54. Look forward to, and LOVE, everything you give to us, the readers. That’s not a lot of help. I think a previous comment, “if it ain’t broke, don’t fix it” is very appropriate. You are focused, everyone seems quite pleased. In a world of constant change, the slower things are a relief. Thank you for your work.

  55. NO ! Thank you for all the hard work you put in. I enjoy it’s current scheme of releases and I have not found a boring subject yet. I would love to visit your shop. Since I cannot move well, maybe more shots of the inside of the shop. Put your face in the photo. Include any employees. Happy New Year, Dave.

  56. You do such a great job with The Old Motor that it would be hard to improve. I especially the 40’s-50’s -60’s stuff. I think the only way to get better is more of it, maybe twice a week. Thanks for all the hard work you do to entertain this old gearhead!!

  57. Congrats on your first five years ! I was introduced to TOM by my wife who knew that I loved pre-war II automobiles especially from the teens and twenties. My first car was purchased in 1955 at age 16 and I intenionally bought a 1929 Studebaker Straight Eight Regal Sedan as my daily ride. To bad I have to pay the light and fuel bills here ( and eat ) as I would love to come work in your shop for NO PAY ! I do have some origihal photos from the teens to share if wanted. Thanks for all your efforts to keep us entertained !

  58. Hi David.
    Congratulations on your 5th birthday from a New Zealand reader.
    I look forward to “The Old Motor” each week, and read it front to back and top to bottom.
    I am now a “silver surfer” and having spent 45+ years in the automotive field ( Mechanic, parts, tutor) enjoy reading / viewing anything to do with automobiles throughout the ages.
    No doubt some readers would like more content but personally, I am very happy with its format and content.
    All the best for the next 5 years.
    Thanks once again.
    Cheers Grant

  59. Congratulations, you have wonderful website. I visit your site 5 time/week so I don’t miss a thing. The fun Friday’s photos are my favorite. My favorite years are 30’s, 40’s and 50’s. Not old enough to have ridden in them when I was a kid but I have own cars from each era mentioned above. I am interested in reading more about what current projects are in your shop.

    Keep up the good work,
    Chris

  60. I cannot suggest any improvements! The site is already the closest thing I’ve seen to perfection on a topic regardless of the topic. As far as the notion of a favorite decade goes, I can honestly say that I have been fascinated with cars and motorcycles of all vintages since I first began to speak. My dad says that one of the first words out of my mouth was “carburetor”. So, don’t change a thing unless you are inspired to make what you deem an improvement; nearly impossible in my estimation.

  61. I read the site nearly every day. I enjoy the site very much. I know of a few people that I have steered your way just to see the “Friday color” photos as they were teenagers then.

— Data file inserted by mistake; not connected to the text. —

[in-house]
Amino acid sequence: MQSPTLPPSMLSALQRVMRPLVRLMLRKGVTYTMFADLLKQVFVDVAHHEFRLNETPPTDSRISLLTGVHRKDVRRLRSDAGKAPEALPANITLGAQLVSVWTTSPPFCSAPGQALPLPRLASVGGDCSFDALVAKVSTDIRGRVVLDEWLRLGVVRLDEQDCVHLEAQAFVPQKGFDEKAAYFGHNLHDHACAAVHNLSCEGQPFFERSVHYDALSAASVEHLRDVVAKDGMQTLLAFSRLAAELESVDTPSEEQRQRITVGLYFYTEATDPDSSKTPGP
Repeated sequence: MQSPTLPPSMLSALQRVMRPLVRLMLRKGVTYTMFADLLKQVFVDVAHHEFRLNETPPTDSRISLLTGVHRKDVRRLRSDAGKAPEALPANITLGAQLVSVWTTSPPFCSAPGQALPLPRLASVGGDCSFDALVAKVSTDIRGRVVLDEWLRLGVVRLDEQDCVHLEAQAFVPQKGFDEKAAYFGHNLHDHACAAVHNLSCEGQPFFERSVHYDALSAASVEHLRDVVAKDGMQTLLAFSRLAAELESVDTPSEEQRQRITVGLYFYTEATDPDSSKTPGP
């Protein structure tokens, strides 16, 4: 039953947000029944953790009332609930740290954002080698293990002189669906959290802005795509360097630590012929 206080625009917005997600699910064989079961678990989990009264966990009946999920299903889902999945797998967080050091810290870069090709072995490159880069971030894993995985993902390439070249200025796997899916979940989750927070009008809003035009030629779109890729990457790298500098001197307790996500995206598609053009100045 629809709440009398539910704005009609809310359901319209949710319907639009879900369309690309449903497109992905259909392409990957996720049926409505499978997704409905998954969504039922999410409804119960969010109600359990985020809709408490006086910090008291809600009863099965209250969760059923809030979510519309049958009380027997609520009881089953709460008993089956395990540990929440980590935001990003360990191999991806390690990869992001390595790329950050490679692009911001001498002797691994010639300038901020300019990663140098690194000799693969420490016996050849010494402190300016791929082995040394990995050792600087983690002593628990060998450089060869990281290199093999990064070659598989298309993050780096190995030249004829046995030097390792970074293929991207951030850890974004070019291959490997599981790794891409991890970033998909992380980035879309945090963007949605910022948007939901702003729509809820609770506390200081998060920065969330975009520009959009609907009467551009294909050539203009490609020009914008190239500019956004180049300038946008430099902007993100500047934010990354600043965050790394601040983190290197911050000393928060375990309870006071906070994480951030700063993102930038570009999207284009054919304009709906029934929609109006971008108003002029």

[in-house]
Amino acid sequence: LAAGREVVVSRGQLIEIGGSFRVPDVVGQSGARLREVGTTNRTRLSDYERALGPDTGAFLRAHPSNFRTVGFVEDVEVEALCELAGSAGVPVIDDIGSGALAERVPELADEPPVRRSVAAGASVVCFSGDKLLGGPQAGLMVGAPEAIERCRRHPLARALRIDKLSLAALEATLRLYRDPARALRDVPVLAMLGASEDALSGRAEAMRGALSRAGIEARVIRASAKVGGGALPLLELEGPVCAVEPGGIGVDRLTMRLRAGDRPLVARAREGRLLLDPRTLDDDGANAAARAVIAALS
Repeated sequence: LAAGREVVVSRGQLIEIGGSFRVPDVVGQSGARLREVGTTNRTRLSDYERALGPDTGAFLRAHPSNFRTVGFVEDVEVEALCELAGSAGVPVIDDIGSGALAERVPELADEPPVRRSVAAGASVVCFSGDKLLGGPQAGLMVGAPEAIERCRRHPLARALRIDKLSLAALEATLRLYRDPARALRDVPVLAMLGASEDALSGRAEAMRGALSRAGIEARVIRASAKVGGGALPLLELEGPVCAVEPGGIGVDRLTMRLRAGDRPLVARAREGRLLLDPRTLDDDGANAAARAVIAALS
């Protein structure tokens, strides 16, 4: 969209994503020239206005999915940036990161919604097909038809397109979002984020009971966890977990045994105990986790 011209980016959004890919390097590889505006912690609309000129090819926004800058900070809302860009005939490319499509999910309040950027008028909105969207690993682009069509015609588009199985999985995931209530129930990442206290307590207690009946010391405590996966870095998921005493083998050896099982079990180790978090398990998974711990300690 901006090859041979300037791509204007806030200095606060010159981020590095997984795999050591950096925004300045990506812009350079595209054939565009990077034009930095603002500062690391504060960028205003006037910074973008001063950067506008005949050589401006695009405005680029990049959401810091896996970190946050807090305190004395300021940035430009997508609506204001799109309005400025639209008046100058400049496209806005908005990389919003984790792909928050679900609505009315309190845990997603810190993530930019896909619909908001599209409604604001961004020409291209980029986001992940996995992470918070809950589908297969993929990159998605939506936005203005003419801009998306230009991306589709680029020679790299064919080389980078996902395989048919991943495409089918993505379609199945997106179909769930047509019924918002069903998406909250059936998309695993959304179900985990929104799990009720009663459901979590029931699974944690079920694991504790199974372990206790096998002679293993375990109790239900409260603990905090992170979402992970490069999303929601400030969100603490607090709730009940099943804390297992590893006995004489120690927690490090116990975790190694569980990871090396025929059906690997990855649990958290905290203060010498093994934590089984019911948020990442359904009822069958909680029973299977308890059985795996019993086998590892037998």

I will be happy to send some of my photos your way.

  62. Dave,
    along with many others, I would like to congratulate you on your magnificent efforts to produce the weekly journal. I would not ask you to change anything – the current combination of all you show us is about perfect for me . anain HI, Dave, I think all I can do is endorse the comments by most of your readers – you are doing a magnificent job of informing and entertaining us all and I would not ask you to change the format or timing. If you tried to do it on anything but a weekly basis, I believe your important workshop restoration work would suffer along with your financial situation in the workshop which you need to maintain.
    that’s all from me good luck for the future.
    cheers John

  63. Congratulations David to you and your team. Publishing a daily blog requires true dedication, and your content is consistently superior. I read TOM every day while having lunch, and it is frequently the high point of my work day!

    I prefer brass era cars. I enjoy your technical articles and seeing how you actually do repair and restoration work. It is a big help to me in my own shop to see how you evaluate and approach a problem. I would love to see more of what goes on in your garage!

    Best, Bill

  64. Thank You for providing this playground and time machine that stimulates us today and gives people unborn, the rich story of inventions that made life worth living. What other collection, book, movie, or course, can give an interested
    student of history such a broad view of everything automotive from the beginning to today? I’m a brass nut. It looks like you have lightened up on non-racing brass articles. I am a “catholic” (universal) equal opportunity lover of most
    automobiles of all ages, though. Keep those videos coming. Who would have thought I would be so fascinated at watching a Walters hitting snow drifts and plowing magnificently in the thirties? Please take care of yourself and take some time off from time to time. I guarantee you that you won’t lose your audience!